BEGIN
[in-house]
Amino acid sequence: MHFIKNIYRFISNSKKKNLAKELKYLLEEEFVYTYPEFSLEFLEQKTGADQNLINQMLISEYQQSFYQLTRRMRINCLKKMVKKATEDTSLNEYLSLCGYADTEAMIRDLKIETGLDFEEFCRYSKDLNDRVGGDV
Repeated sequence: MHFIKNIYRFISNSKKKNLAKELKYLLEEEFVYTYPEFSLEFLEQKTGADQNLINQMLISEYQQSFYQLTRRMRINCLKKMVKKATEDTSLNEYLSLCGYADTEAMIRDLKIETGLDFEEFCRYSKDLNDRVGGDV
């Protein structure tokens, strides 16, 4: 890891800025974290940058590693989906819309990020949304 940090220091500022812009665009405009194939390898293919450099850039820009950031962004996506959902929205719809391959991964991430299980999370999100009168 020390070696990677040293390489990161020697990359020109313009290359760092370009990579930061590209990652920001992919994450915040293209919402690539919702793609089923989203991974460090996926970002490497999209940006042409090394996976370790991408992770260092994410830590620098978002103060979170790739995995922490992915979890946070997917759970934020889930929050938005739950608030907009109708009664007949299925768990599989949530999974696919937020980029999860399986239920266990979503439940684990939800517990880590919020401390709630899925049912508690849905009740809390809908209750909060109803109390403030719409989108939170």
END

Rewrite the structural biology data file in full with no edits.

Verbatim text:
[in-house]
Amino acid sequence: MHFIKNIYRFISNSKKKNLAKELKYLLEEEFVYTYPEFSLEFLEQKTGADQNLINQMLISEYQQSFYQLTRRMRINCLKKMVKKATEDTSLNEYLSLCGYADTEAMIRDLKIETGLDFEEFCRYSKDLNDRVGGDV
Repeated sequence: MHFIKNIYRFISNSKKKNLAKELKYLLEEEFVYTYPEFSLEFLEQKTGADQNLINQMLISEYQQSFYQLTRRMRINCLKKMVKKATEDTSLNEYLSLCGYADTEAMIRDLKIETGLDFEEFCRYSKDLNDRVGGDV
């Protein structure tokens, strides 16, 4: 890891800025974290940058590693989906819309990020949304 940090220091500022812009665009405009194939390898293919450099850039820009950031962004996506959902929205719809391959991964991430299980999370999100009168 020390070696990677040293390489990161020697990359020109313009290359760092370009990579930061590209990652920001992919994450915040293209919402690539919702793609089923989203991974460090996926970002490497999209940006042409090394996976370790991408992770260092994410830590620098978002103060979170790739995995922490992915979890946070997917759970934020889930929050938005739950608030907009109708009664007949299925768990599989949530999974696919937020980029999860399986239920266990979503439940684990939800517990880590919020401390709630899925049912508690849905009740809390809908209750909060109803109390403030719409989108939170």